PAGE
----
Wal-Mart ‘satisfied’ so far with test of Care Clinics in supercenters

by The City Wire staff ([email protected]) 316 views 

A test by Wal-Mart Stores to offer access to affordable health care that involves 17 Care Clinics inside Walmart U.S. supercenters is going well, according to the company, with 22% of clinic visitors being Walmart employees and dependents.

The burgeoning cost of health care affects millions of American consumers each month. Retail giant Wal-Mart Stores set out to test its muscle in this area about a year ago launching Care Clinics in underserved markets identified by the retailer in Texas, South Carolina and Georgia.

Jennifer LaPerre, senior director with health & wellness for Walmart U.S., told The City Wire that the 17 Care Clinics are being well received in the areas where they are located. The clinics, owned by Wal-Mart and operated through a partnership with QuadMed, are still in a test phase. LaPeere said 22% of the patients have been Wal-Mart workers and their dependents, with the remainder being customers.

The Wal-Mart Care Clinic model provides a wide range of primary care services as well as acute and chronic care capabilities for a $4 office charge among its workers and dependents who carry the retailer’s health insurance. For everyone else the cost is $40. This is a fraction of the typical $160 to $240 routine office visit cost outlined by Blue Cross Blue Shield in early 2014. 

LaParre said one of Wal-Mart’s key strategies with the test was to disrupt prices in markets where they had a high density of workers in conjunction with areas of provider shortages and under- and uninsured populations tapped into medicaid. 

“This model has a dual purpose, to serve our associates and dependents but also our customers both of which are satisfied with our Care Clinics,” LaParre said in a phone interview with The City Wire.

ACUTE CARE, CHRONIC ISSUES
She said another aspect Wal-Mart hopes to accomplish with this service is a more expanded care of options than some of their retail competitors – like Walgreens or CVS Care Mark – to include acute care operations.

“Our broadened scope of primary care includes annual checkups, vaccinations, immunizations and physicals but also encompasses acute care for sore throats, coughs allergies and sinus issues and provides a level of care for chronic health issues like diabetes, hyper-tension or high blood pressure,” she said.

LaParre said 30% of the population has chronic conditions and yet 47% of the patients that Care Clinics see do not have a primary care provider. She said 70% of health care spending today is for chronic conditions.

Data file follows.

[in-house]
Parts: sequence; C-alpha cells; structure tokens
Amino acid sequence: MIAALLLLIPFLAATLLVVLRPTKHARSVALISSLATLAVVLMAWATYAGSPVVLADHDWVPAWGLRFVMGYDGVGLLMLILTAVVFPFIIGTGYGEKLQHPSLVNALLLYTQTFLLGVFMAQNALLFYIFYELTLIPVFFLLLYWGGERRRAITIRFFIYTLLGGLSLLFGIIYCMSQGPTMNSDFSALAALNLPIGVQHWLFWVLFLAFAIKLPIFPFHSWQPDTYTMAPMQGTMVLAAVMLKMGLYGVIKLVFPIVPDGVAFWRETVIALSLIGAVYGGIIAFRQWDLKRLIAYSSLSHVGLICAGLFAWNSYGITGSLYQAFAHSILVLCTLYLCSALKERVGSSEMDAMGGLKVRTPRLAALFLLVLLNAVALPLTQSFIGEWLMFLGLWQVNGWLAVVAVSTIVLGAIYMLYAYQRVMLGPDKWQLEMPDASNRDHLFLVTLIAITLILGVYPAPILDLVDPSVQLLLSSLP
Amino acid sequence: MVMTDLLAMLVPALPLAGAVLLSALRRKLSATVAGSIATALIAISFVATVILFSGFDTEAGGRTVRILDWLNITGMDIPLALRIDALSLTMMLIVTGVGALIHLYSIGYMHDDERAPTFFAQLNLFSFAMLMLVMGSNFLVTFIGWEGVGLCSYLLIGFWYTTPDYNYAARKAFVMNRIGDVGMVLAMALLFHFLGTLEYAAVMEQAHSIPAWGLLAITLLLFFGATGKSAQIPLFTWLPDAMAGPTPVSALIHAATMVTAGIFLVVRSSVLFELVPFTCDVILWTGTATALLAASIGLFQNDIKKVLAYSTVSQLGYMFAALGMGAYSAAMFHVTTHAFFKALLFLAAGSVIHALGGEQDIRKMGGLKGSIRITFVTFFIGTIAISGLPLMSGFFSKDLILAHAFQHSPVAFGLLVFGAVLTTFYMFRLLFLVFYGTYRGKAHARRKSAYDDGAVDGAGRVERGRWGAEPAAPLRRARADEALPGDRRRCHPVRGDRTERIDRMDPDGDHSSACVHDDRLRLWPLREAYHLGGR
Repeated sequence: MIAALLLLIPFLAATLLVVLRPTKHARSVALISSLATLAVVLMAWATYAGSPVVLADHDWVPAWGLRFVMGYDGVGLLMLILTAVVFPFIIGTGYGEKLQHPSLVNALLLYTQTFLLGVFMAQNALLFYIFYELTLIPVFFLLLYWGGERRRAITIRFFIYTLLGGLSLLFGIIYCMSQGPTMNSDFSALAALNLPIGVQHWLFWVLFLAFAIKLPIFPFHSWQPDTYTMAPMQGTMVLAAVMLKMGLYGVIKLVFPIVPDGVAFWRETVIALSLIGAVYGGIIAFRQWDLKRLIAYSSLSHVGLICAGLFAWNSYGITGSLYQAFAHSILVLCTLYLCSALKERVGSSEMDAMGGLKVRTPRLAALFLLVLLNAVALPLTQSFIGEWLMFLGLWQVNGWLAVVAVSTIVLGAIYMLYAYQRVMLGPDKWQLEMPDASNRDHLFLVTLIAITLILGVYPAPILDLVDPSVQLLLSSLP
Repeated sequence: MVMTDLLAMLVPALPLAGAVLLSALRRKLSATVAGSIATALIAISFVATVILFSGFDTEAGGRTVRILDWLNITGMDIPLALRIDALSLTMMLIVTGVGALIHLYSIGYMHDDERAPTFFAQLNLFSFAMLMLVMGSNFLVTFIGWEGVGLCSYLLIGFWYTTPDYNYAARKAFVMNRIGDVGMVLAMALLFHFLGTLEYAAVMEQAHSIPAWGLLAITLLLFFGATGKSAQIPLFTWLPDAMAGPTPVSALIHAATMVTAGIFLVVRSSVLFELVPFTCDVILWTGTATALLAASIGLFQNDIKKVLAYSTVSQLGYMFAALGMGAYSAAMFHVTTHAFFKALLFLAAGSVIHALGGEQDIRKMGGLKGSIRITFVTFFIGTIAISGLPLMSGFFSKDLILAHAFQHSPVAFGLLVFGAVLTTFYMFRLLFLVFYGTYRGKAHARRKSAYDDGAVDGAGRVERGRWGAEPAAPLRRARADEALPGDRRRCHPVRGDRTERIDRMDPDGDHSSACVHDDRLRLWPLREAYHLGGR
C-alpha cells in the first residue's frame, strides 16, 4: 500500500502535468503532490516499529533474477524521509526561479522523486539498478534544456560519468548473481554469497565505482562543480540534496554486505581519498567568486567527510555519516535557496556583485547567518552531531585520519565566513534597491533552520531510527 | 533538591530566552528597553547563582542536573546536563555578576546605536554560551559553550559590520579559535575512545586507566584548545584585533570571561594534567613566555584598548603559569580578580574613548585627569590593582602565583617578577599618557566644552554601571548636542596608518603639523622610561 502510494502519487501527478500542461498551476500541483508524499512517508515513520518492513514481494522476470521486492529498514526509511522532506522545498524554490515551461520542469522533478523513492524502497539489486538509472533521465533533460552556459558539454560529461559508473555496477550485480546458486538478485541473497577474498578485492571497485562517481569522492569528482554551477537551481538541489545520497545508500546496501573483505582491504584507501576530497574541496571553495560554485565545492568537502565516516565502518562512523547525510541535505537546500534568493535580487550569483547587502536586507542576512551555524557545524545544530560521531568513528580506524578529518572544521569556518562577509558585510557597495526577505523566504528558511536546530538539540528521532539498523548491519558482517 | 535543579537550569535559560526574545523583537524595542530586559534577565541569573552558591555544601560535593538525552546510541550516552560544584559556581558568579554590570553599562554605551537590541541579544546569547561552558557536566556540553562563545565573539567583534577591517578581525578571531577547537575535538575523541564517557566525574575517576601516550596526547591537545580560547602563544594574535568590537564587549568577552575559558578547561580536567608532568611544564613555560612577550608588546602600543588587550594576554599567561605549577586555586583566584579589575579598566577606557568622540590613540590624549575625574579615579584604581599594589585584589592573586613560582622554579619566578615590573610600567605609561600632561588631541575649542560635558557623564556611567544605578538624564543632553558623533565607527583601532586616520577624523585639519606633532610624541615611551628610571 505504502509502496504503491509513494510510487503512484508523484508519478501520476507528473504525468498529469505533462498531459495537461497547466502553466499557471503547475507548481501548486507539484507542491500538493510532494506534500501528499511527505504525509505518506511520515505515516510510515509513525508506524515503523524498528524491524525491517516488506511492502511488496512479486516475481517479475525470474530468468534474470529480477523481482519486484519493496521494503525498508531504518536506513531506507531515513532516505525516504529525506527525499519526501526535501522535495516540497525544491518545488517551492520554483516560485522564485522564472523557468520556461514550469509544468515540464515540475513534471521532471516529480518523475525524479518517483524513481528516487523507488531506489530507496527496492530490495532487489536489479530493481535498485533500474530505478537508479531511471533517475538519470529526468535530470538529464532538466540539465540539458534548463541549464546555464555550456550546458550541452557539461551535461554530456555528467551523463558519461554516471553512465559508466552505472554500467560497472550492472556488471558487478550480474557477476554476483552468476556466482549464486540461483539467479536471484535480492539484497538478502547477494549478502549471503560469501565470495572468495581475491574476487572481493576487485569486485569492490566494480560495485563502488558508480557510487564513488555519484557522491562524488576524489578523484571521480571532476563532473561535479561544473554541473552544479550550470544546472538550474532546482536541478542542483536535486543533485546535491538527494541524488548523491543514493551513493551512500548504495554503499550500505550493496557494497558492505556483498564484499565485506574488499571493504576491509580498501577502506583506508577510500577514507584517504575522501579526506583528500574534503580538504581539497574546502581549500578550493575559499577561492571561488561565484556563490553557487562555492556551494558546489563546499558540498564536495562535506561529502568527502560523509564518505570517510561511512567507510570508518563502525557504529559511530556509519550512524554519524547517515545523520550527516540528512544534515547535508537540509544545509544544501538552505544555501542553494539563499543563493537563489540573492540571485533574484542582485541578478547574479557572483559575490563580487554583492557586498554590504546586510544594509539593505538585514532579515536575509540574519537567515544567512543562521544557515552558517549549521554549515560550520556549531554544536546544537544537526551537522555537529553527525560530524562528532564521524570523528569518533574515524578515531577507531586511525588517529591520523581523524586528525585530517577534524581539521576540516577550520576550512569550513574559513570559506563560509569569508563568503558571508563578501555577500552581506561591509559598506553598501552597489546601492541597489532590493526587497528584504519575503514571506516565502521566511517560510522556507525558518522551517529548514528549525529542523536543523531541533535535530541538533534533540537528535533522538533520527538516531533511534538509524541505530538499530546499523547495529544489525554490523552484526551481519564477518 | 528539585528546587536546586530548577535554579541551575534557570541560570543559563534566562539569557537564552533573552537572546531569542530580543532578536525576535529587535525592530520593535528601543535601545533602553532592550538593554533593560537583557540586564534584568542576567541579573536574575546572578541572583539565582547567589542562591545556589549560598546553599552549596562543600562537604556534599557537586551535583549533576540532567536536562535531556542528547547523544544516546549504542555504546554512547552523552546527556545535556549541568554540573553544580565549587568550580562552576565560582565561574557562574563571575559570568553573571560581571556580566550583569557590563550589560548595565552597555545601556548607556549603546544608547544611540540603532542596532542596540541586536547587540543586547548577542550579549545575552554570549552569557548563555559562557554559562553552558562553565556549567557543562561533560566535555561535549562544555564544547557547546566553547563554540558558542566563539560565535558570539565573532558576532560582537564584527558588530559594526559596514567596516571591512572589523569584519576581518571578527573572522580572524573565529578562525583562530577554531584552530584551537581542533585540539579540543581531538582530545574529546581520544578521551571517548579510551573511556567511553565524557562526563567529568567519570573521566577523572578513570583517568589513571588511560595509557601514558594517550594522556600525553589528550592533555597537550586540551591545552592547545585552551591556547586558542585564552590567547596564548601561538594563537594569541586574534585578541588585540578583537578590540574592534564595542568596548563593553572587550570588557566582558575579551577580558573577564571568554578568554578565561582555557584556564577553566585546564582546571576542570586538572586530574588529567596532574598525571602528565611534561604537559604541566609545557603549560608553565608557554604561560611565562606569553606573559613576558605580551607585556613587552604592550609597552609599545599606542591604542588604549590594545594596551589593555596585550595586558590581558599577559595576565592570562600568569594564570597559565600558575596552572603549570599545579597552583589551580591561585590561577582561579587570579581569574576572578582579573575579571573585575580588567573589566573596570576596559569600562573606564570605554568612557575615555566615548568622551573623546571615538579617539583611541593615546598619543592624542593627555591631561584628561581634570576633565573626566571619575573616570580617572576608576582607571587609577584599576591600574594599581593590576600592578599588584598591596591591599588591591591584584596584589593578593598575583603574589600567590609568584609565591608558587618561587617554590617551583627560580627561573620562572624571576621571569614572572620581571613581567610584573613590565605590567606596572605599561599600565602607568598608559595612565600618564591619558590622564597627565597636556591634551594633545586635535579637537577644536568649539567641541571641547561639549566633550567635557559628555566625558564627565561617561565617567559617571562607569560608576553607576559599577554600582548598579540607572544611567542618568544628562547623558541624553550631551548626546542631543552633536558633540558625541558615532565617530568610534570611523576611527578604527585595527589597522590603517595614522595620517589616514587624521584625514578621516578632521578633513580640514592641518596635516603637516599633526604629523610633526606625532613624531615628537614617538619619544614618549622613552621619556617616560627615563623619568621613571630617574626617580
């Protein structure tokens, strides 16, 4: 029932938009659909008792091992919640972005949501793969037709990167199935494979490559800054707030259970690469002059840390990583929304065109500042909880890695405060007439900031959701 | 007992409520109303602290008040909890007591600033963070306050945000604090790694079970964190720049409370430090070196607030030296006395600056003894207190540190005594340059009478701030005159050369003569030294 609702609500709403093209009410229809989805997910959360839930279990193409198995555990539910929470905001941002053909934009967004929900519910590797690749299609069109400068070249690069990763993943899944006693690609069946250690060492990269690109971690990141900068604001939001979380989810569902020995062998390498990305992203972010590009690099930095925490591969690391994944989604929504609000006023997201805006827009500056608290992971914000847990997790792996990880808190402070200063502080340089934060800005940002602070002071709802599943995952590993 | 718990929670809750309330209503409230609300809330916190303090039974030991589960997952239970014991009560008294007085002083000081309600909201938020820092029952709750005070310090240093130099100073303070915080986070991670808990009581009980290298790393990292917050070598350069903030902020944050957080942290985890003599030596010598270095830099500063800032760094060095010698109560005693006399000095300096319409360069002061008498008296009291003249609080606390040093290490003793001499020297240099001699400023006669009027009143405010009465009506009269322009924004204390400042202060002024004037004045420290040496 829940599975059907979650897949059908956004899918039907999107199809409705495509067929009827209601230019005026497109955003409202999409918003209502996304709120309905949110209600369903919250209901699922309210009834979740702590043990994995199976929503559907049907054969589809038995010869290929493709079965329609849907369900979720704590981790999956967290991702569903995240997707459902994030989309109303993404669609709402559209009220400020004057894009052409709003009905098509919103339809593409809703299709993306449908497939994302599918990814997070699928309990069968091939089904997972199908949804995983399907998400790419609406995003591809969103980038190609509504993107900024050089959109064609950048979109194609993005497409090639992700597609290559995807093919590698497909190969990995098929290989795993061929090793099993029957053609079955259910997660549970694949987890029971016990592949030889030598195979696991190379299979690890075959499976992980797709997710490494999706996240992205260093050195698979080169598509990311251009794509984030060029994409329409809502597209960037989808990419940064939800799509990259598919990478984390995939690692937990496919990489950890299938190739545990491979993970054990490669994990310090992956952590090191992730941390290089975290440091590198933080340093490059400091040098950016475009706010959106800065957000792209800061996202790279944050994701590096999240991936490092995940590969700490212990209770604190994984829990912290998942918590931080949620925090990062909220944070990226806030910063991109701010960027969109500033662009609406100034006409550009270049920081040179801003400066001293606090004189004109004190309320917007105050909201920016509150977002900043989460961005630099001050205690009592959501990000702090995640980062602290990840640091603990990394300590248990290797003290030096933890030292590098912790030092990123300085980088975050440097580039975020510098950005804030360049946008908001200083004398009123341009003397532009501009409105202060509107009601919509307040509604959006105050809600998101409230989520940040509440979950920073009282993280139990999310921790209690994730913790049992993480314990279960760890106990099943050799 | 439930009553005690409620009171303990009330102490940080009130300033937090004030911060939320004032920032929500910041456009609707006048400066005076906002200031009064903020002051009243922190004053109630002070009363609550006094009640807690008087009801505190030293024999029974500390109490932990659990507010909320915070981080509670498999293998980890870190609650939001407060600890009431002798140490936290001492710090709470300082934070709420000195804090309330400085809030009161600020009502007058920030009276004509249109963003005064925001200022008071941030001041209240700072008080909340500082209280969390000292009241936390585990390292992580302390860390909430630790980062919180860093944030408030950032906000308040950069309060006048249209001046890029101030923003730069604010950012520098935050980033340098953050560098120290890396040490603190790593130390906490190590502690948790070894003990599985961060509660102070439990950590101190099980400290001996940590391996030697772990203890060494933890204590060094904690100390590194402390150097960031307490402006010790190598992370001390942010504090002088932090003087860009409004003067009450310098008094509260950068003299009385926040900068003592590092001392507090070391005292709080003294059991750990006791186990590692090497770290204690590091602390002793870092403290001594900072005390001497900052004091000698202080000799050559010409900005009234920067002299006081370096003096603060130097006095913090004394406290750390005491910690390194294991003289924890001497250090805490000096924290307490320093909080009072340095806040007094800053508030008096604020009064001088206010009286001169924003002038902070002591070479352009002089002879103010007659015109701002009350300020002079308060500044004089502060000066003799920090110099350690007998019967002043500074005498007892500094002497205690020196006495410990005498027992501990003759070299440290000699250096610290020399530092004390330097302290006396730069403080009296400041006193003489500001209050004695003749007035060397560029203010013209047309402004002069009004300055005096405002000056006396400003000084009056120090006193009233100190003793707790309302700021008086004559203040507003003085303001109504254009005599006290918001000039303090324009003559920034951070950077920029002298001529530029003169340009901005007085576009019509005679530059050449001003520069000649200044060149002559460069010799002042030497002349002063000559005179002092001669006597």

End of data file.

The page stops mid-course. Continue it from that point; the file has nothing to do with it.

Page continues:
“We know we are providing a service that is truly needed,” she said.

LaParre did not rule out that Wal-Mart could bring its Care Clinic test home to Northwest Arkansas and the Natural State. She said Wal-Mart has plenty of workers in the region and state who could benefit from this service. That said, LaParre said the retailer also has a strong relationship with the health care providers in the region that it wishes to maintain. She also said Wal-Mart will continue to look for low-cost service strategies for its employees, their dependents and its customers in Arkansas.

CLINIC RESULTS
The first Wal-Mart Care Clinic opened 54 weeks ago, so LaParre said the tests are still quite young.

A 2010 study by HSC indicated it could take up to five years for in-house clinics to make a positive return on investment. LaParre said the experiment is not about a quick return on investment but a benefit that helps employees and customers, and helping the retailer become a health and wellness destination.

Sarah McKinney, corporate spokeswoman for Wal-Mart, said the clinics are positive for driving trips to the stores and saving people money which can be spent on other essentials.

More importantly, Wal-Mart has 500 million reasons to aggressively test these company-owned heath care clinics in its retail stores. With 1.1 million Americans working at Wal-Mart, the retailer said in August 2014 its health care costs were expected to cost $500 million for the year. That was $110 million more than planned as more of its workers signed up for company-sponsored plan following the enactment of the Affordable Health Care law. 

Last year the national average total health care cost per employee topped $12,000, rising 5% from the year before, according the National Business Group on Health. Employers typically cover 75% or more of that total cost as a benefit to their workers. That number was based on surveys from several hundred employers across the country.